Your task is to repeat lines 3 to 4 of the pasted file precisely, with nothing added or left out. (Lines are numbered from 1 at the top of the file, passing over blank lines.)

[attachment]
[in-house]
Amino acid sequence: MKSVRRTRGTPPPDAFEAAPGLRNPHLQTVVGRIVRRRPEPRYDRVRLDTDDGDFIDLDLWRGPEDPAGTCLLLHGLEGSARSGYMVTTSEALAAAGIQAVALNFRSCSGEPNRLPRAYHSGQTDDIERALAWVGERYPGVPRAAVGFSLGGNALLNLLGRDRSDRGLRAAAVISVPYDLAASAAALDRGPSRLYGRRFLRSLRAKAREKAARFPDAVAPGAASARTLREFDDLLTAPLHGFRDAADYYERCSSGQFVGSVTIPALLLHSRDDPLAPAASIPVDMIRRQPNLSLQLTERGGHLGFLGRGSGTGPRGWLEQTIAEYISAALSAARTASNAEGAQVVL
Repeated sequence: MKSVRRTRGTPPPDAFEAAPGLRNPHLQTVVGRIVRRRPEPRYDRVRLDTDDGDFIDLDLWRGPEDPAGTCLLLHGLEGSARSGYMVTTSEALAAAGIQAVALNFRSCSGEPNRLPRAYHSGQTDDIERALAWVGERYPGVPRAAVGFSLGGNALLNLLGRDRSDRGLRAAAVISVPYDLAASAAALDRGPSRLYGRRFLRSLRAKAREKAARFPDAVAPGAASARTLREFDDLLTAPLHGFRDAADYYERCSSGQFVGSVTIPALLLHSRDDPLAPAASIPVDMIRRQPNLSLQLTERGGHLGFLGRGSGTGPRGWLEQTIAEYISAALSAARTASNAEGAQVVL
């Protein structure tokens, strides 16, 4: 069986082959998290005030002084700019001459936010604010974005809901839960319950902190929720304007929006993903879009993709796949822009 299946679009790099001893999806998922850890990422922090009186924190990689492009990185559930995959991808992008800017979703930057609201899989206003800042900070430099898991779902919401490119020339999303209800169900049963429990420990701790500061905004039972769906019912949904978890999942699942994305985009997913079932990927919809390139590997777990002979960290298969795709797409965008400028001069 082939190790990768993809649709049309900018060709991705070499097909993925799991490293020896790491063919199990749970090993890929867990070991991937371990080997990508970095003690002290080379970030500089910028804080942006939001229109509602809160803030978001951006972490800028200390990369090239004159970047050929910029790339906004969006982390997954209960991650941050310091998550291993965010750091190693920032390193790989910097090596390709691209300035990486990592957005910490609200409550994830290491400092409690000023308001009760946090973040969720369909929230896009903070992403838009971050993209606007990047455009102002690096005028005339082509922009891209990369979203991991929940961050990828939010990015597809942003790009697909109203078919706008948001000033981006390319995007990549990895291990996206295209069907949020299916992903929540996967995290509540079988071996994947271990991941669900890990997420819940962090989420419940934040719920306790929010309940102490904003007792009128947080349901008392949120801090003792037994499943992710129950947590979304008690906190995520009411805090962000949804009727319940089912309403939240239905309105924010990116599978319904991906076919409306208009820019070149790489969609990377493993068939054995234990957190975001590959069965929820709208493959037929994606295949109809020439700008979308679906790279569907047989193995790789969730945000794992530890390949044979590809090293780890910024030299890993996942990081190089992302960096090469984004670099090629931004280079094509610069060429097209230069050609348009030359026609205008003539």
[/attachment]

Repeated sequence: MKSVRRTRGTPPPDAFEAAPGLRNPHLQTVVGRIVRRRPEPRYDRVRLDTDDGDFIDLDLWRGPEDPAGTCLLLHGLEGSARSGYMVTTSEALAAAGIQAVALNFRSCSGEPNRLPRAYHSGQTDDIERALAWVGERYPGVPRAAVGFSLGGNALLNLLGRDRSDRGLRAAAVISVPYDLAASAAALDRGPSRLYGRRFLRSLRAKAREKAARFPDAVAPGAASARTLREFDDLLTAPLHGFRDAADYYERCSSGQFVGSVTIPALLLHSRDDPLAPAASIPVDMIRRQPNLSLQLTERGGHLGFLGRGSGTGPRGWLEQTIAEYISAALSAARTASNAEGAQVVL
């Protein structure tokens, strides 16, 4: 069986082959998290005030002084700019001459936010604010974005809901839960319950902190929720304007929006993903879009993709796949822009 299946679009790099001893999806998922850890990422922090009186924190990689492009990185559930995959991808992008800017979703930057609201899989206003800042900070430099898991779902919401490119020339999303209800169900049963429990420990701790500061905004039972769906019912949904978890999942699942994305985009997913079932990927919809390139590997777990002979960290298969795709797409965008400028001069 082939190790990768993809649709049309900018060709991705070499097909993925799991490293020896790491063919199990749970090993890929867990070991991937371990080997990508970095003690002290080379970030500089910028804080942006939001229109509602809160803030978001951006972490800028200390990369090239004159970047050929910029790339906004969006982390997954209960991650941050310091998550291993965010750091190693920032390193790989910097090596390709691209300035990486990592957005910490609200409550994830290491400092409690000023308001009760946090973040969720369909929230896009903070992403838009971050993209606007990047455009102002690096005028005339082509922009891209990369979203991991929940961050990828939010990015597809942003790009697909109203078919706008948001000033981006390319995007990549990895291990996206295209069907949020299916992903929540996967995290509540079988071996994947271990991941669900890990997420819940962090989420419940934040719920306790929010309940102490904003007792009128947080349901008392949120801090003792037994499943992710129950947590979304008690906190995520009411805090962000949804009727319940089912309403939240239905309105924010990116599978319904991906076919409306208009820019070149790489969609990377493993068939054995234990957190975001590959069965929820709208493959037929994606295949109809020439700008979308679906790279569907047989193995790789969730945000794992530890390949044979590809090293780890910024030299890993996942990081190089992302960096090469984004670099090629931004280079094509610069060429097209230069050609348009030359026609205008003539």